The system suitability was evaluated through analysis of precision and accuracy. The precision was evaluated using intra-day and inter-day assays of standards three times daily and over three consecutive days. The accuracy of the system was expressed by the relative error of the mean calculated concentration to the real concentration of each calibrator. The recoveries of each compound from serum were determined by comparing the peak area of extracted serum standards to the peak area of unextracted standards spiked in extracted serum. The LLOQ (lower limit of quantitation) represents the lowest concentration of analysis in a sample that can be determined with acceptable precision and accuracy, whereas LOD (limit of detection) represents the lowest concentration of analysis in a sample that can be detected (with signal/noise >3).

2.5. Antioxidant Activity of Serum Metabolites of SHXXT
2.5.1. Preparation of Erythrocytes Suspension

Four rats were fasted for 12 hours, blood was withdrawn via cardiac puncture and then collected into vacutainer tubes containing EDTA. After removing plasma and buffy coat, erythrocytes were washed five times with two volumes of cold phosphate-buffered saline (PBS). During the last wash, the erythrocytes were centrifuged at 2500 g for 10 min to obtain a packed cell preparation. The packed erythrocytes were then suspended in four volumes of PBS solution.

2.5.2. Preparation and Characterization of Serum Metabolites of SHXXT

After overnight fast, five Sprague-Dawley rats were administered orally with 5.0 g kg−1 of SHXXT decoction via gastric gavage. Half an hour later, a second dose was boosted. At 30 min after the second dose, blood was withdrawn from rats to obtain serum. Four volumes of methanol was mixed with serum and centrifuged to remove proteins. The supernatant was evaporated under vacuum to dryness and the residue was dissolved with water. The aqueous solutions of metabolites were lyophilized to obtain powders and stored at −80°C, of which an aliquot was quantitated following the procedures described earlier for serum assay.

2.5.3. AAPH-induced Hemolysis Assay

The serum metabolite of SHXXT was reconstituted with PBS to afford 1-, 1/2- and 1/8-fold of serum levels. Besides, blank serum was collected from rats after overnight fast and processed in the same manner to prepare a sample of blank serum as control. To 100 μl of erythrocyte suspension, the mixtures of 100 μl of 200 mM AAPH (in PBS) and 200 μl of PBS containing various concentrations of SHXXT serum metabolites were added. The reaction mixture was shaken gently and incubated at 37°C for 0, 1, 2, 3, 4 and 5 hours. After incubation, the reaction mixture was added with 600 μl of PBS and centrifuged at 10 000 g for 1 min. The percentage of hemolysis was determined by measuring the absorbance at 540 nm and compared with that of complete hemolysis.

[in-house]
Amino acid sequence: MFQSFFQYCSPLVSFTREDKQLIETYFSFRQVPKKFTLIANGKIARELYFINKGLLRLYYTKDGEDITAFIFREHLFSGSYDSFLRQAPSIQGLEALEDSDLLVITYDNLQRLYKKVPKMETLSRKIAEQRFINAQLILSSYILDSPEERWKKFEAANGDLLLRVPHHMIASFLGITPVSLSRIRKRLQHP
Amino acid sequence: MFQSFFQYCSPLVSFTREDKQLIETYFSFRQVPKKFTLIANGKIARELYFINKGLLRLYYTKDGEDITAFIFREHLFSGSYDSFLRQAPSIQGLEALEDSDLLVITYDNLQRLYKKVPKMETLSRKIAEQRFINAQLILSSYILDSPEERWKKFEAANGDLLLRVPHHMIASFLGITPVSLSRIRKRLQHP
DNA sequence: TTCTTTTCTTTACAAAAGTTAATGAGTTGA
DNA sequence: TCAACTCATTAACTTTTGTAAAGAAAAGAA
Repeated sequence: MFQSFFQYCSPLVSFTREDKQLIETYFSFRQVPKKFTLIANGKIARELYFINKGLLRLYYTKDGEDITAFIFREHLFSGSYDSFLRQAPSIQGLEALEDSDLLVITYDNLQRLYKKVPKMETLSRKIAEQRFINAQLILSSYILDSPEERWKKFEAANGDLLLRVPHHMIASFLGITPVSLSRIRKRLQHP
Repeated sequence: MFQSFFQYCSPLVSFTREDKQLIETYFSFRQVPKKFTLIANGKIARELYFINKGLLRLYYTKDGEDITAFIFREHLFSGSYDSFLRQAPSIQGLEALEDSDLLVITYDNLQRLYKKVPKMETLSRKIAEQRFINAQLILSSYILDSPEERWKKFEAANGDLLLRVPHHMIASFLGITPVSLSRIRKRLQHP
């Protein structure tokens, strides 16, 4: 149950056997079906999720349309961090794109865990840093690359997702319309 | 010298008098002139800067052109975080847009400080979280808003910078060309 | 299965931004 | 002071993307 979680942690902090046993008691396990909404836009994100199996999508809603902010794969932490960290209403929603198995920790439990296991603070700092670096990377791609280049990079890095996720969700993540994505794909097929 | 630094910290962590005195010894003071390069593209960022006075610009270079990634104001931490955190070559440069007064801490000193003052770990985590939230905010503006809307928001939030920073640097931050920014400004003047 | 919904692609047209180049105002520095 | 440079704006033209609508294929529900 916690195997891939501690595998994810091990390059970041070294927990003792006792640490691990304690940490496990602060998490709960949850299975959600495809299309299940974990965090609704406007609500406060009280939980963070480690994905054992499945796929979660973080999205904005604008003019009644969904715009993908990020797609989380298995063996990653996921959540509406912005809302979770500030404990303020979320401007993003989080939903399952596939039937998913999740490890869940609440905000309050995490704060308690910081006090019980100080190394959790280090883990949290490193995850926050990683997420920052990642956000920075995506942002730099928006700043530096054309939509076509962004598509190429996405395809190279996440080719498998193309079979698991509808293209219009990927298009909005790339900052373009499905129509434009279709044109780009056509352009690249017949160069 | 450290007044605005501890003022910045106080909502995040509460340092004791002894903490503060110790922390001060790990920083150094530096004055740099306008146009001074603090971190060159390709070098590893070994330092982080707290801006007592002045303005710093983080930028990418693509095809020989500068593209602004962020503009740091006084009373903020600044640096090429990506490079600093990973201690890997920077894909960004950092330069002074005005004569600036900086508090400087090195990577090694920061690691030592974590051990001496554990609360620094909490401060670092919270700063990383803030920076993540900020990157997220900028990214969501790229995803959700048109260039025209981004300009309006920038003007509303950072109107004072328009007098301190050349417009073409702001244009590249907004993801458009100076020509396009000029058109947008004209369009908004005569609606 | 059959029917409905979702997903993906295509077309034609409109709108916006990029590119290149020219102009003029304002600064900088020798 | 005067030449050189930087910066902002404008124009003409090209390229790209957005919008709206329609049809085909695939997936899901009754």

2.6. Data Analysis

The peak serum concentration ( ) was recorded as observed. Noncompartment model of WINNONLIN (version 1.1, SCI software, Statistical Consulting Inc., Apex, NC, USA) was used for the computation of pharmacokinetic parameters. The area under the serum concentration-time curve ( ) was calculated using trapezoidal rule to the last point. Data for the percentage of hemolysis of among groups were statistically compared using ANOVA followed by Scheffe's post hoc test. A level of probability of ≤0.05 was considered to be significant.

3. Results

3.1. Quantitation of Alkaloids, Polyphenols and Related Glycosides in SHXXT Decoction

Figure 2(a) shows the HPLC chromatogram of SHXXT decoction. Good linear relationships were obtained in the concentration ranges of 3.1–100.0, 3.1–100.0, 15.6–500.0, 12.5–400.0, 7.8–250.0, 0.8–25.0, 3.1–100.0, 3.1–100.0, 0.3–10.0 and 0.3–10.0 μg ml−1 for coptisine, palmatin, berberine, baicalin, baicalein, aloe-emodin, wogonin, rhein, emodin and chrysophanol, respectively. Validation of the method indicated that the coefficients of variation were <10% and the relative errors were <20% for intra-day and inter-day analysis. Hydrolysis of SHXXT decoction using β-glucosidase resulted the chromatogram shown in Figure 2(b), indicating that the polyphenol peaks were markedly increased. The contents of various constituents with related glycosides in the decoction were listed in Table 1. The relative abundance of each constituent (aglycone + glycosides) was as follows: baicalein > berberine > rhein > wogonin > coptisine > palmatine, aloe-emodin > emodin > chrysophanol.

tab1
Table 1: Contents (mmol) of various constituents in the hydrolysate of SHXXT (5 g) decoction.
fig2
Figure 2: HPLC chromatograms of SHXXT decoction (a) and its hydrolysate (b) 1: coptisine, 2: baicalin, 3: palmatine, 4: berberine, 5: baicalein, 6: aloe-emodin, 7: wogonin, 8: rhein, 9: emodin, 10: chrysophanol, IS: 2-methylanthraquinone.
3.2. Metabolism and Pharmacokinetics of SHXXT in Rats